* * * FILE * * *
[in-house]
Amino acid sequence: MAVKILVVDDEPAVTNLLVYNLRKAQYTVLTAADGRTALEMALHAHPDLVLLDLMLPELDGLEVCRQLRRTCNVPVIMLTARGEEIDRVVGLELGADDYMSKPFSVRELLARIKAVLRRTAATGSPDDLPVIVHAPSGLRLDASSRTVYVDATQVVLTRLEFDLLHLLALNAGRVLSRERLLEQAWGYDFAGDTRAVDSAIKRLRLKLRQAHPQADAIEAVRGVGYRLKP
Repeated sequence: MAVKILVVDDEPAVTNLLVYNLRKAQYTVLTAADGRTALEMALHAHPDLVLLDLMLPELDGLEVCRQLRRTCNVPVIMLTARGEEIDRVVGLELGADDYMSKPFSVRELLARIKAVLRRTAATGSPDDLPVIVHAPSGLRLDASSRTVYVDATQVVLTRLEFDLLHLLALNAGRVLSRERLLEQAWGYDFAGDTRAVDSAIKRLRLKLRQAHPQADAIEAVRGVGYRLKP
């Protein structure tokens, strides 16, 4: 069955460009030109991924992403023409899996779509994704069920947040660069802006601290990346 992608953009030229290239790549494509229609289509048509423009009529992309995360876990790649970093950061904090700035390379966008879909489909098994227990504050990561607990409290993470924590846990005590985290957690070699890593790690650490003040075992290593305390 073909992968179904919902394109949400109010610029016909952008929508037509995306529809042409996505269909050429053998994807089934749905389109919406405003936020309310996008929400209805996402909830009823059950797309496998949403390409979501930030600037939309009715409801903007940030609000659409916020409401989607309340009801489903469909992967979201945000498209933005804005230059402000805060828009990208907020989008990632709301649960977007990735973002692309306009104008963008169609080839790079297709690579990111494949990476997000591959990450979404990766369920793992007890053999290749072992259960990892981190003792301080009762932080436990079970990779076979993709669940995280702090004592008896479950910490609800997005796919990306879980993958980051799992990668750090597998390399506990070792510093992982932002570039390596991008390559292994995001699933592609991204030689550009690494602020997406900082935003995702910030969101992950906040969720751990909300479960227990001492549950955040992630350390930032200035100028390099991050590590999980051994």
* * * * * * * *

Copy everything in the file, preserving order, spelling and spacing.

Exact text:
[in-house]
Amino acid sequence: MAVKILVVDDEPAVTNLLVYNLRKAQYTVLTAADGRTALEMALHAHPDLVLLDLMLPELDGLEVCRQLRRTCNVPVIMLTARGEEIDRVVGLELGADDYMSKPFSVRELLARIKAVLRRTAATGSPDDLPVIVHAPSGLRLDASSRTVYVDATQVVLTRLEFDLLHLLALNAGRVLSRERLLEQAWGYDFAGDTRAVDSAIKRLRLKLRQAHPQADAIEAVRGVGYRLKP
Repeated sequence: MAVKILVVDDEPAVTNLLVYNLRKAQYTVLTAADGRTALEMALHAHPDLVLLDLMLPELDGLEVCRQLRRTCNVPVIMLTARGEEIDRVVGLELGADDYMSKPFSVRELLARIKAVLRRTAATGSPDDLPVIVHAPSGLRLDASSRTVYVDATQVVLTRLEFDLLHLLALNAGRVLSRERLLEQAWGYDFAGDTRAVDSAIKRLRLKLRQAHPQADAIEAVRGVGYRLKP
């Protein structure tokens, strides 16, 4: 069955460009030109991924992403023409899996779509994704069920947040660069802006601290990346 992608953009030229290239790549494509229609289509048509423009009529992309995360876990790649970093950061904090700035390379966008879909489909098994227990504050990561607990409290993470924590846990005590985290957690070699890593790690650490003040075992290593305390 073909992968179904919902394109949400109010610029016909952008929508037509995306529809042409996505269909050429053998994807089934749905389109919406405003936020309310996008929400209805996402909830009823059950797309496998949403390409979501930030600037939309009715409801903007940030609000659409916020409401989607309340009801489903469909992967979201945000498209933005804005230059402000805060828009990208907020989008990632709301649960977007990735973002692309306009104008963008169609080839790079297709690579990111494949990476997000591959990450979404990766369920793992007890053999290749072992259960990892981190003792301080009762932080436990079970990779076979993709669940995280702090004592008896479950910490609800997005796919990306879980993958980051799992990668750090597998390399506990070792510093992982932002570039390596991008390559292994995001699933592609991204030689550009690494602020997406900082935003995702910030969101992950906040969720751990909300479960227990001492549950955040992630350390930032200035100028390099991050590590999980051994």